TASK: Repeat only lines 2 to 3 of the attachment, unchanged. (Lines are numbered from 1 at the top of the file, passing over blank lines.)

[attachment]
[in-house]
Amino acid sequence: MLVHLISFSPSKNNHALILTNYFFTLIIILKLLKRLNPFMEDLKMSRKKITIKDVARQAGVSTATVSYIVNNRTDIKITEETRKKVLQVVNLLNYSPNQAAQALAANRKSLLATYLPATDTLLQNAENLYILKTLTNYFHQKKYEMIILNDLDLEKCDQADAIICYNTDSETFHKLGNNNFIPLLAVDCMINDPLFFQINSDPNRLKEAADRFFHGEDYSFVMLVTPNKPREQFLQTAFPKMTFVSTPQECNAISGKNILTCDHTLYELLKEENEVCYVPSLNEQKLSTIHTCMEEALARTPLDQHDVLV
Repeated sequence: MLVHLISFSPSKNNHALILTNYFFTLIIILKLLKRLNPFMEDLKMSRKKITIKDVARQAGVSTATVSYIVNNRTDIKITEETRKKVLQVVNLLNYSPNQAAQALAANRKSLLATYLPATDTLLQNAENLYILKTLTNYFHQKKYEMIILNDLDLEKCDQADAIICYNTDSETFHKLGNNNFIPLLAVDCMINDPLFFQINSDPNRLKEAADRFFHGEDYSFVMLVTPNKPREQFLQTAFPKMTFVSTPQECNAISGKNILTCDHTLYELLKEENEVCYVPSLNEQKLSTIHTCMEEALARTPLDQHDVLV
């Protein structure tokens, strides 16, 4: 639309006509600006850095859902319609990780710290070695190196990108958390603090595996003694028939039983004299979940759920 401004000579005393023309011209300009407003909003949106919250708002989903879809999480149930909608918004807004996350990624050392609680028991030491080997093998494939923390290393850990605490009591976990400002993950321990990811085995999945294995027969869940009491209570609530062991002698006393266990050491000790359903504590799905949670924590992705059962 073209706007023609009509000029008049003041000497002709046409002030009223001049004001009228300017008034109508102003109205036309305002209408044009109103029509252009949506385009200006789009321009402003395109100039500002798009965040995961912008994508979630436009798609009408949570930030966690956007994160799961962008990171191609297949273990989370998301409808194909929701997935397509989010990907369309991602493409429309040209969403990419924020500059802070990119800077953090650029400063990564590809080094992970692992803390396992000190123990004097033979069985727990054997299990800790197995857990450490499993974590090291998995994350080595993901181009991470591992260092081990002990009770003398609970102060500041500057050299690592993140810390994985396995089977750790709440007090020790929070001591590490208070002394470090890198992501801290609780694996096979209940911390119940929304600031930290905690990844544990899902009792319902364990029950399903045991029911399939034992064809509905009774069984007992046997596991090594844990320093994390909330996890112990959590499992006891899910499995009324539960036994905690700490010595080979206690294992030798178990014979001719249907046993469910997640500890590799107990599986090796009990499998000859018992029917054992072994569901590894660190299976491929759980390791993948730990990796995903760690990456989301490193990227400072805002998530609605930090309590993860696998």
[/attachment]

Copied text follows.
Amino acid sequence: MLVHLISFSPSKNNHALILTNYFFTLIIILKLLKRLNPFMEDLKMSRKKITIKDVARQAGVSTATVSYIVNNRTDIKITEETRKKVLQVVNLLNYSPNQAAQALAANRKSLLATYLPATDTLLQNAENLYILKTLTNYFHQKKYEMIILNDLDLEKCDQADAIICYNTDSETFHKLGNNNFIPLLAVDCMINDPLFFQINSDPNRLKEAADRFFHGEDYSFVMLVTPNKPREQFLQTAFPKMTFVSTPQECNAISGKNILTCDHTLYELLKEENEVCYVPSLNEQKLSTIHTCMEEALARTPLDQHDVLV
Repeated sequence: MLVHLISFSPSKNNHALILTNYFFTLIIILKLLKRLNPFMEDLKMSRKKITIKDVARQAGVSTATVSYIVNNRTDIKITEETRKKVLQVVNLLNYSPNQAAQALAANRKSLLATYLPATDTLLQNAENLYILKTLTNYFHQKKYEMIILNDLDLEKCDQADAIICYNTDSETFHKLGNNNFIPLLAVDCMINDPLFFQINSDPNRLKEAADRFFHGEDYSFVMLVTPNKPREQFLQTAFPKMTFVSTPQECNAISGKNILTCDHTLYELLKEENEVCYVPSLNEQKLSTIHTCMEEALARTPLDQHDVLV